The Power of Coming Out As An Atheist

Coming Out As An Atheist

It’s hard to come out of the closet. This is, of course, largely how Christianity maintains itself: "through fear"

I like arguing about god’s existence. I think it’s productive and, I hope, I’ve gotten pretty decent at it over the years. But I often get emails from people lamenting their inability to effectively argue, and they wonder what they can do. 

There are a lot of answers to this question because there are about a gajillion things a person can do to further the Atheistic cause. 

But there is one thing you can do which, I think, is more powerful than all the others. Come out of the closet. The words, “I’m an Atheist,” in the right circumstances, can be a more powerful argument than anything I have ever written. 

Faced with a person who thinks Atheists are pathological to the extreme, it will take the best debater time and years of developing their skills to get that person to budge. 

But that same person may not be able to think that their own son is wicked, or their daughter, or their parents, or their friends. 

This is why the coming-out movement for the LGBT community has been so effective. With gay people being encouraged to come out of the closet, many Americans are realizing (many for the first time in their lives) that not only do they know gay people, but that they like, and often love, gay people. 

This is a power to alter minds that is unavailable even to Richard Dawkins, but which potentially rests in the hands of swaths of non-believers. I know, it’s hard to come out of the closet. 

Believe me, I know. This is, of course, largely how Christianity maintains itself: through fear. 

You can see it all along America’s highways. How many billboards do you see promising an escape from hell (or threatening unbelievers with hell)? Lots. How many do you see saying, “Come to our church, we have evidence!”? 

None. But fear is not merely how Christianity exerts control over its own followers, it is also how it exerts control over Atheists. 

Fear of hell doesn’t work on Atheists, but fear of social consequences does. It is no secret that many Atheistic teens live terrified of being ostracized from their families, of having their tuition revoked, even of being booted out of their homes should their parents discover that they do not believe a Canaanite Jew rose from the dead.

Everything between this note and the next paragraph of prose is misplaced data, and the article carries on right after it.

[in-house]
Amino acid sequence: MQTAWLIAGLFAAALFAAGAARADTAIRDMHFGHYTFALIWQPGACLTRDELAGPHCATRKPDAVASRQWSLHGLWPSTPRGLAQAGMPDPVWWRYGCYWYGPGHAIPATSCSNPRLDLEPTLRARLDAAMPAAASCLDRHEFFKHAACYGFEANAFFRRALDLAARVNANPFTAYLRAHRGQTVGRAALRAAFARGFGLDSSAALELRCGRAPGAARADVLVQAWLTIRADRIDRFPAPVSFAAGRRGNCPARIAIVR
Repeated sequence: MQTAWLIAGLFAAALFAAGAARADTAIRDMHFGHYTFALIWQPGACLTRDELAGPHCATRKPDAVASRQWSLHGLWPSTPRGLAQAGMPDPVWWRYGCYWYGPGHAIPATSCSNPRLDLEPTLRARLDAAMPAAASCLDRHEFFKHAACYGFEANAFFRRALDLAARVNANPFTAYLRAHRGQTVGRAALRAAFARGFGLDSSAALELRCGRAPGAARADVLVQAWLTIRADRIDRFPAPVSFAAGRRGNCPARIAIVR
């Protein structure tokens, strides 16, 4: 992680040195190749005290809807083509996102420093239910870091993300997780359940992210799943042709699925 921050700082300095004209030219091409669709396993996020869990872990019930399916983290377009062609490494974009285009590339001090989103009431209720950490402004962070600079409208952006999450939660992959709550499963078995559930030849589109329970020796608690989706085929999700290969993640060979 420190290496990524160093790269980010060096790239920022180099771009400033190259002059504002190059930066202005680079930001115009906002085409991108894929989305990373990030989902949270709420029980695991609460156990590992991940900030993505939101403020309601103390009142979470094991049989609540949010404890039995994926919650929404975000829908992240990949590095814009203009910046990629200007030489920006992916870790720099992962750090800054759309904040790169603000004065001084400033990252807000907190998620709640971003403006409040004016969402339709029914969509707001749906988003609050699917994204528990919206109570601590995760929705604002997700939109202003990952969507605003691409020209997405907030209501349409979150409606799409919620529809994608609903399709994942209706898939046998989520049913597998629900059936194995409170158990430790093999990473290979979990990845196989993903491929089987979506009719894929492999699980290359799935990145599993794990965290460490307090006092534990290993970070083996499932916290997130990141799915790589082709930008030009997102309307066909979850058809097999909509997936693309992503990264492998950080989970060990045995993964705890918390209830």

Adults fear mistreatment in the workplace or even termination, should it come to light that they do not share the same myths as their coworkers. It’s hard to come out of the closet. I know you’re likely afraid if you are faced with this choice. 

You should do it. Realize that part of the reason it is so hard for you is that generation before you stayed quiet. With every Atheist who makes their disbelief known, more religious people are forced to confront the negative notions of Atheists that have been pounded into them and reinforced by other believers. 

Think not only of yourself but also of the young people growing up right now who may one day face the same social consequences. 

Do for them what you wish would have been done for you. This is what you can do to support our movement. 

In the end, this is what we will have to do in order to gain equality in the minds of other Americans. Your life belongs to you. 

Those close to you are fortunate that you are sharing it with them. If you love them, do not share a lie. If they are to love you, let them love you. Let them love somebody who trusts them with the truth. 

I could sit down and reason with those you love to the fullest of my abilities for days on end, and perhaps never sway them one inch closer to the fact that Atheism does not corrupt people. 

But you, in one sentence, might be able to do more than I ever could. This is the power of honesty, and it can change the world. 

I know this may result in losing the love of a lot of people. But if they love a character that you are playing for them, if they love someone who isn’t you, then that love is already dead. I know that’s horrible to hear, and a part of me feels cruel typing it. 

But it’s the truth. There are people in the world, closer than you think, who will love you for who you truly are. 

We have Atheist communities in pretty much every town and city in this country now. Coming out may be difficult, but hop on or attend an Atheist conference; it will quickly become apparent that you will not have to face this choice alone. 

There are even people sitting next to you in the pew who share your dilemma, but don’t have the bravery that you have to face it. They are waiting for someone like you to be their example. And, if you are out of the closet, don’t consider your work done. 

Reach out to the closeted Atheists you know and support them. This is how we change minds. This is how we change the world.

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J.T. Eberhard

by J.T. Eberhard

J.T. Eberhard is the co-founder of the Skepticon conference and served as the event’s lead organizer for its first three years. His blog, What Would J.T. Do?, is at

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